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Say I have a regression with 3 independent variables and I decide to introduce a 4th variable and rerun the regression.

A previous post states that the coefficient on an original variable will change when the new variable is correlated with that original variable AND when the new variable is correlated with the response. (Does adding more variables into a multivariable regression change coefficients of existing variables?)

How do we show that mathematically?

What I know: Let's say the original model was assumed to be $E[Y]=X\beta$ and the new model is assumed to be $E[Y]=X\beta + Z\gamma$, where the new data matrix $(X,Z)$ has full rank. Then the new vector of OLS coefficient estimates is:

$$\begin{bmatrix}\hat{\gamma}\\\hat{\beta}_{NEW}\end{bmatrix}=\begin{bmatrix}(Z^T(I-P_x)Z)^{-1}Z^T(I-P_x)Y\\\hat{\beta}_{OLD}-(X^TX)^{-1}X^TZ\hat{\gamma}\end{bmatrix}$$

where $I-P_x=I-X(X^TX)^{-1}X^T$ is the projection matrix onto the subspace orthogonal to the column space of X. This implies that the original coefficients will not change when either:

  1. The columns of X are orthogonal to the columns of Z ($X^TZ=0$). When there is an intercept, this implies the columns of $Z$ are centered and therefore the columns of X and Z are uncorrelated.
  2. The columns of Z are orthogonal to the residuals from the regression of Y on X. ($Z^T(I-P_x)Y=0$)

But how to you get to the answer linked above?

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  • $\begingroup$ There is an incredibly simple geometrical proof: because the new variable is orthogonal to the space spanned by the previous variables and the response, its introduction changes nothing, QED. See stats.stackexchange.com/a/113207/919 for pictures. For algebraic approaches you can use Gram-Schmidt orthogonalization; for more about this, see stats.stackexchange.com/a/46508/919, which shows how to reduce the problem from three variables to just one. $\endgroup$ – whuber Jan 26 at 20:28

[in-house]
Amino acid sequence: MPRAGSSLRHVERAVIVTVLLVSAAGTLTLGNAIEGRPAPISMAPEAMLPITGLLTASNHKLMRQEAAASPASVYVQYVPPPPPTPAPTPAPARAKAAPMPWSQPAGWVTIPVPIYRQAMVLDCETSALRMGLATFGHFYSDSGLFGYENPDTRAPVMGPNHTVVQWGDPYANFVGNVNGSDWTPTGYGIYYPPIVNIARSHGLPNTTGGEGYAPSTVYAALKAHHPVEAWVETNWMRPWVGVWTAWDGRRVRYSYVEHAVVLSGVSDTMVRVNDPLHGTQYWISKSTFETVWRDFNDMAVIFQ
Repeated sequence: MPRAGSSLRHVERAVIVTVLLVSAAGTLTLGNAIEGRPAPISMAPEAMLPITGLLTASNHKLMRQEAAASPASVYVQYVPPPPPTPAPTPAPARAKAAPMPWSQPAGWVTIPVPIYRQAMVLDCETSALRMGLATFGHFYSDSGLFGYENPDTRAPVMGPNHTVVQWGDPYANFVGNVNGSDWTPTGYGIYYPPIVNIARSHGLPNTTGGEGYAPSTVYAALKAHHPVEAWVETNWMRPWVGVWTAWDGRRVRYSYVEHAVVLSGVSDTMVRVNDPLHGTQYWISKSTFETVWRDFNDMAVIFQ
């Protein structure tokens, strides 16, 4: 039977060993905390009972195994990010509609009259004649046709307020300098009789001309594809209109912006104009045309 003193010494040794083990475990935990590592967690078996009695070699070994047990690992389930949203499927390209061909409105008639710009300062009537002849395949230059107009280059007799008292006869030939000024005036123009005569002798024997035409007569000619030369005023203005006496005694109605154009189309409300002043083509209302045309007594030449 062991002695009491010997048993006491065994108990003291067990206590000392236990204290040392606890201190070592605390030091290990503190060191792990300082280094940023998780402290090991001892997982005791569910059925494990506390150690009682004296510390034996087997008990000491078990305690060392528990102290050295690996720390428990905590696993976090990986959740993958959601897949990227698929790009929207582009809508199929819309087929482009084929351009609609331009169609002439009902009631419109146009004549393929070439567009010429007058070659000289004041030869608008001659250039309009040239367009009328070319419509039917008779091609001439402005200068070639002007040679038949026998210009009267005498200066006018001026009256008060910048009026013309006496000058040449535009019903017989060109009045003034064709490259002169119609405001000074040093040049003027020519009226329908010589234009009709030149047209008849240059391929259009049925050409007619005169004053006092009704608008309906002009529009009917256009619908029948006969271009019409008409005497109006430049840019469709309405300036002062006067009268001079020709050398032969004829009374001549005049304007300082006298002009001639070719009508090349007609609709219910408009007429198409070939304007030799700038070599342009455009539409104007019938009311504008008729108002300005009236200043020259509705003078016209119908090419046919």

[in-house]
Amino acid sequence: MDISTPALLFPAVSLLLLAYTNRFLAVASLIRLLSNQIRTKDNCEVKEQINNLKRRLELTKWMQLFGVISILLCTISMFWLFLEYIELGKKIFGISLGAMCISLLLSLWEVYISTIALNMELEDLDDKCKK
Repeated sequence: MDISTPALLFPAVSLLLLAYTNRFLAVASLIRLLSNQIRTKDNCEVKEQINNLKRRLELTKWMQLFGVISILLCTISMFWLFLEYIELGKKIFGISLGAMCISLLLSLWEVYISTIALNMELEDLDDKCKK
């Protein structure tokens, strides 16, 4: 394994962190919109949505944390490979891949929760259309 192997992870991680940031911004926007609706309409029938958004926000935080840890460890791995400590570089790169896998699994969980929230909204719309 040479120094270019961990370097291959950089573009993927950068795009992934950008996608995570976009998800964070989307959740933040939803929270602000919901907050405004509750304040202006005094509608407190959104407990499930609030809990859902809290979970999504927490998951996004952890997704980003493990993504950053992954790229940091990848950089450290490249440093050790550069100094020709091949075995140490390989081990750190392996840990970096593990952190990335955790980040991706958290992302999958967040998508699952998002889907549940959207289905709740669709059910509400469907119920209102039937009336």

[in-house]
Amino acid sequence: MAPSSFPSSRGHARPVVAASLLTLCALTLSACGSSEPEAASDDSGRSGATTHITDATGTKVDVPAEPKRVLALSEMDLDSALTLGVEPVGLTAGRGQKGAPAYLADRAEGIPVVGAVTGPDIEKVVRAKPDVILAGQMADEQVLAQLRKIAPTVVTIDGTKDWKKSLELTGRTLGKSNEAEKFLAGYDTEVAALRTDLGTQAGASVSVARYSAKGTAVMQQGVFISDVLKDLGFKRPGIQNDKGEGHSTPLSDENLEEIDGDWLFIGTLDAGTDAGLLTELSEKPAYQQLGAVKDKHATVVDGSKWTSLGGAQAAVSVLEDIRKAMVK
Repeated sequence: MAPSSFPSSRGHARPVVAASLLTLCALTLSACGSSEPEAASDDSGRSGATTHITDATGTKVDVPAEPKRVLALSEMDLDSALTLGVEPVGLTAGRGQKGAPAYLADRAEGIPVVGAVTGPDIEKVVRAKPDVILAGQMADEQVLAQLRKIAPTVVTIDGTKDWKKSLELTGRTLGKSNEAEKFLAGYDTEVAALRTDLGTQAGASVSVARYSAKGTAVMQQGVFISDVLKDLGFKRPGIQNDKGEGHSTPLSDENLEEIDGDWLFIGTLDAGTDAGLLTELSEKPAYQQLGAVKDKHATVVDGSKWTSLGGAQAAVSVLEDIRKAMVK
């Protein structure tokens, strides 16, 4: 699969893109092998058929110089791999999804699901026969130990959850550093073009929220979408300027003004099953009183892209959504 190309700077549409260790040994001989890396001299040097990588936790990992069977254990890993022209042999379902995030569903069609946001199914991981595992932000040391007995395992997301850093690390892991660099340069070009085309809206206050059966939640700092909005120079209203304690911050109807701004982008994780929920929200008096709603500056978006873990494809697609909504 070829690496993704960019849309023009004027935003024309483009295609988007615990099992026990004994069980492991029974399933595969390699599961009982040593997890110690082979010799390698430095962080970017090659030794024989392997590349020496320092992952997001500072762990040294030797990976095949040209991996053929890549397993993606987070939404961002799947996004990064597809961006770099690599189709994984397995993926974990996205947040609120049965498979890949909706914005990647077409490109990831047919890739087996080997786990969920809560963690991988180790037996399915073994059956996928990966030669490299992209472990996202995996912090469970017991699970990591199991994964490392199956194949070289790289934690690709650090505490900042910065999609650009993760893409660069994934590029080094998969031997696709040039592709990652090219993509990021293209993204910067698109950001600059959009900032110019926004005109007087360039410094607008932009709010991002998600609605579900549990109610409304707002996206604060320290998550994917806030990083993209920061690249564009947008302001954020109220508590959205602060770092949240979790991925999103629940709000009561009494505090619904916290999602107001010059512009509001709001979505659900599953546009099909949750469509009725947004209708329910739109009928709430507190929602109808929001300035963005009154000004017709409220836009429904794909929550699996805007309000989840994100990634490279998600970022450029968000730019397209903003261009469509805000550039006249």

• $\begingroup$ This is very helpful in gaining some intuition about the two conditions I gave, thank you! However, I'm still not clear on how gung's answer in the linked post can be explained by either the geometry you present or the conditions I have given. For example, how do you explain the case when a new variable (a column of $Z$, call it $Z_j$) is not orthogonal, but is uncorrelated to an original variable (a column of $X$, call it $X_i$). gung's answer says the coefficient on $X_i$ would not change in that case. My conditions (and I believe the geometry you present) do not speak to this case. $\endgroup$ – posteriormean Jan 28 at 9:59
  • $\begingroup$ Geometrically, in a Euclidean space (or even a Hilbert space for that matter) the orthogonal projection of a vector $Y$ on $X$ does not depend on any vectors that might be orthogonal to $X.$ Because at most three dimensions are involved here, you can literally draw a picture. The algebra (if you need it) will echo this intuition. $\endgroup$ – whuber Jan 28 at 13:52
  • $\begingroup$ But what about when the new variable is NOT orthogonal but is uncorrelated to a variable already in the regression? What math tells us that the original variable's coefficient will not change in this case? $\endgroup$ – posteriormean Jan 28 at 20:27
  • $\begingroup$ "Orthogonal" and "uncorrelated to a variable" are synonymous when an intercept is included in the regression. $\endgroup$ – whuber Jan 28 at 21:04

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